However, even small business owners and operators in the sport and event industry can implement a mobile app for a much less costly investment. It is understandable that while apps are praised for providing solutions for customers and clients, many event and business owners often are in search of their own solution for making an initial entry into the app domain. A lack of IT, skill/knowledge in developing apps and (of course) the all-important cost should not prohibit the acquisition or building of an app. Every business has the option for a relatively less costly venture to adopt a native app correlating with a template that can be tailored to fit business needs.
There is an ever-increasing number of programs with varying sophistication and cost to assist anyone ready to build their own app or contract with someone to assume the responsibility. It is relatively easy to purchase a template or access an app builder program with customizable features. Some of the app builders on the market with a “free” version for users with no coding experience include AppyPie, AppSheet, AppsMoment, and Adola.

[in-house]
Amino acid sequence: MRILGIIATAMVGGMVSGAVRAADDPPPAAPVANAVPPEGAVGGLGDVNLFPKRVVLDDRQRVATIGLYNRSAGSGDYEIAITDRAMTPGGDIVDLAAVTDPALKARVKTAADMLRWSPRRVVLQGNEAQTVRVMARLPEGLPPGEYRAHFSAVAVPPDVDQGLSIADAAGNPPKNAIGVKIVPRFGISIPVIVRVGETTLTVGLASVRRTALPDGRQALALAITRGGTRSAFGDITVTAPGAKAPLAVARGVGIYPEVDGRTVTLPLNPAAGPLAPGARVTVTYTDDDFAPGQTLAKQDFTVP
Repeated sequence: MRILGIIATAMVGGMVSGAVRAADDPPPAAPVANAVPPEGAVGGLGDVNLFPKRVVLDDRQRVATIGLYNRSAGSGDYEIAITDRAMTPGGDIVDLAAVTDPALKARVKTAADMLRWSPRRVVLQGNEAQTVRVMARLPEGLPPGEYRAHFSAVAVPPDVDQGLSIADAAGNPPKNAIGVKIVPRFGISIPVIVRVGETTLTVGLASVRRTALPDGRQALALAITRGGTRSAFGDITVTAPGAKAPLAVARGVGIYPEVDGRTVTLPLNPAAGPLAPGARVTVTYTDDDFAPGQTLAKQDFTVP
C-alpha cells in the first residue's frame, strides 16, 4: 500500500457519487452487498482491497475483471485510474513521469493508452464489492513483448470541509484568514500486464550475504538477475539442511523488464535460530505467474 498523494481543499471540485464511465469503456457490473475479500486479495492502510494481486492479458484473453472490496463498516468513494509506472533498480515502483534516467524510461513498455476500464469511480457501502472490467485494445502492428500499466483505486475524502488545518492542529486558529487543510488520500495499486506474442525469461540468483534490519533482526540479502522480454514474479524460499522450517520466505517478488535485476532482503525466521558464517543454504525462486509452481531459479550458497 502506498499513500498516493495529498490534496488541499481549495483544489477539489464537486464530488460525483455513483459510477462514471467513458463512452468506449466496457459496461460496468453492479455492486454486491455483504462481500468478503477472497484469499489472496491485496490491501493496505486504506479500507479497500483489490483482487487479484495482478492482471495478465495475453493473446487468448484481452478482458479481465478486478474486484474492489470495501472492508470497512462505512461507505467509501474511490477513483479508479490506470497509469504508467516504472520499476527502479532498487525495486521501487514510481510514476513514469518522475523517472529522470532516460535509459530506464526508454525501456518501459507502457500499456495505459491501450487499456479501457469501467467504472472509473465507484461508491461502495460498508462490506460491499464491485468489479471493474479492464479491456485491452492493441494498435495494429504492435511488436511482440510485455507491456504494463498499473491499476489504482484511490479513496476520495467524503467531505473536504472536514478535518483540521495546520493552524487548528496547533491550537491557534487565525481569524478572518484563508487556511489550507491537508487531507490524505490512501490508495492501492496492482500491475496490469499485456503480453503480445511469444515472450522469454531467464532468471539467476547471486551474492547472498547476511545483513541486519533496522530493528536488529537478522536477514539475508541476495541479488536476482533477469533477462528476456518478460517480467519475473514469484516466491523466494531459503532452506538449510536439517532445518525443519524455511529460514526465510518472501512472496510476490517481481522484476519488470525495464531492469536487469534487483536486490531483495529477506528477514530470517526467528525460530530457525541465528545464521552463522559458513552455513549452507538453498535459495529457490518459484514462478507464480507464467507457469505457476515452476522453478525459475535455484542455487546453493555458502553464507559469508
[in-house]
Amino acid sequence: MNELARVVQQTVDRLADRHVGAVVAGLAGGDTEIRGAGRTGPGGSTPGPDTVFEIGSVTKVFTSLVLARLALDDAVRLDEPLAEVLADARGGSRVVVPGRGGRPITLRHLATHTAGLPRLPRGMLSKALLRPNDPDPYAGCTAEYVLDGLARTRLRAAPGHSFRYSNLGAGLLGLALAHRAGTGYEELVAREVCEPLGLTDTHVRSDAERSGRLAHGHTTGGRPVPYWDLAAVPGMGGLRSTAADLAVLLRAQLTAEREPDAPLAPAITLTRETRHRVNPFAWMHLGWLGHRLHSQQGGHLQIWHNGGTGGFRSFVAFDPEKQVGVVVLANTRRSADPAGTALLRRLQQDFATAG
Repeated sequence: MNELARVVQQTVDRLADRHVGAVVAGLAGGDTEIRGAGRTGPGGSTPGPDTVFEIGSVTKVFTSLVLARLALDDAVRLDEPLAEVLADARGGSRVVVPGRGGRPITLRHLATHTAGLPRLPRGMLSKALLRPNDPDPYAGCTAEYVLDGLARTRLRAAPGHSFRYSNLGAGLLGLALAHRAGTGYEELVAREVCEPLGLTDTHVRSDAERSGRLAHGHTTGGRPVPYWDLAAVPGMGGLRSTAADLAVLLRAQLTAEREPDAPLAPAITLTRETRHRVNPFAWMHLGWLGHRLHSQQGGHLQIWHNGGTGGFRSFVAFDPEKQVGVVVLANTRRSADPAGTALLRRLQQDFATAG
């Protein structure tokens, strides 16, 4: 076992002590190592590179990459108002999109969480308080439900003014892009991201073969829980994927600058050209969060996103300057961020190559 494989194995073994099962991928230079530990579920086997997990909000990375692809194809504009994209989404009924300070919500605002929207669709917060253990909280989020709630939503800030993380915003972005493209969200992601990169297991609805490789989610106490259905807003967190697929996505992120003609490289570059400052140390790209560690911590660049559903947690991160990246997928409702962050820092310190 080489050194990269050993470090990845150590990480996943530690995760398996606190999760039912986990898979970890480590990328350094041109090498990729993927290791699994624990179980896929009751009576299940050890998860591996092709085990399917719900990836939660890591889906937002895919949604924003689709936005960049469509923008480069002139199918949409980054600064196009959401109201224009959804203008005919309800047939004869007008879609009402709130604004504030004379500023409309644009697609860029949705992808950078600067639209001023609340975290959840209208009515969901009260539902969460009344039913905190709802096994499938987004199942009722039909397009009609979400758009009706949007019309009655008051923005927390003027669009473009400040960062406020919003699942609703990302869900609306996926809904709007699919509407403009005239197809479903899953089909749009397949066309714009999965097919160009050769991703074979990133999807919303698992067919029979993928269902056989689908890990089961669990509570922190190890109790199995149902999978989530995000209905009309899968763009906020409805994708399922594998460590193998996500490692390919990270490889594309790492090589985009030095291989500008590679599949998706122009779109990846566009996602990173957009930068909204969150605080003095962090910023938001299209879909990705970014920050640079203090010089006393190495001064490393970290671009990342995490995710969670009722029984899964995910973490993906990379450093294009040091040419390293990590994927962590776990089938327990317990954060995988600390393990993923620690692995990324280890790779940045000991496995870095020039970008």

Several app builders that typically offer with a free trial but charge a monthly fee (ranging from $3 to over $1000) include AppInstitute, Yapp, Bizness Apps, AppMaker Store, AppMachine and Snappii. There are templates on the market such as CrowdCompass and TeamSnap which are mobile apps specifically for sports and events. These apps can be tailored to an organization and provide team management tools such as scheduling, registering participants, credentialing officials, providing real-time results or hosting a social wall for athletes, spectators, parents, etc.
The challenge is not only the issues in the initial development, but in the maintenance and the effort to acquire and onboard users. User engagement and retention is yet another issue sport organizations and events will need to address in planning to adopt their first mobile app. The first step, however, is hopping to it and acquiring knowledge of the world of apps and researching what competitors are doing for clients, customers, and fans. Every good coach and sport administrator knows the value of planning and there is no time like the present to start the process of familiarizing yourself with the app world before succumbing to the fate of the boiled frog. SDM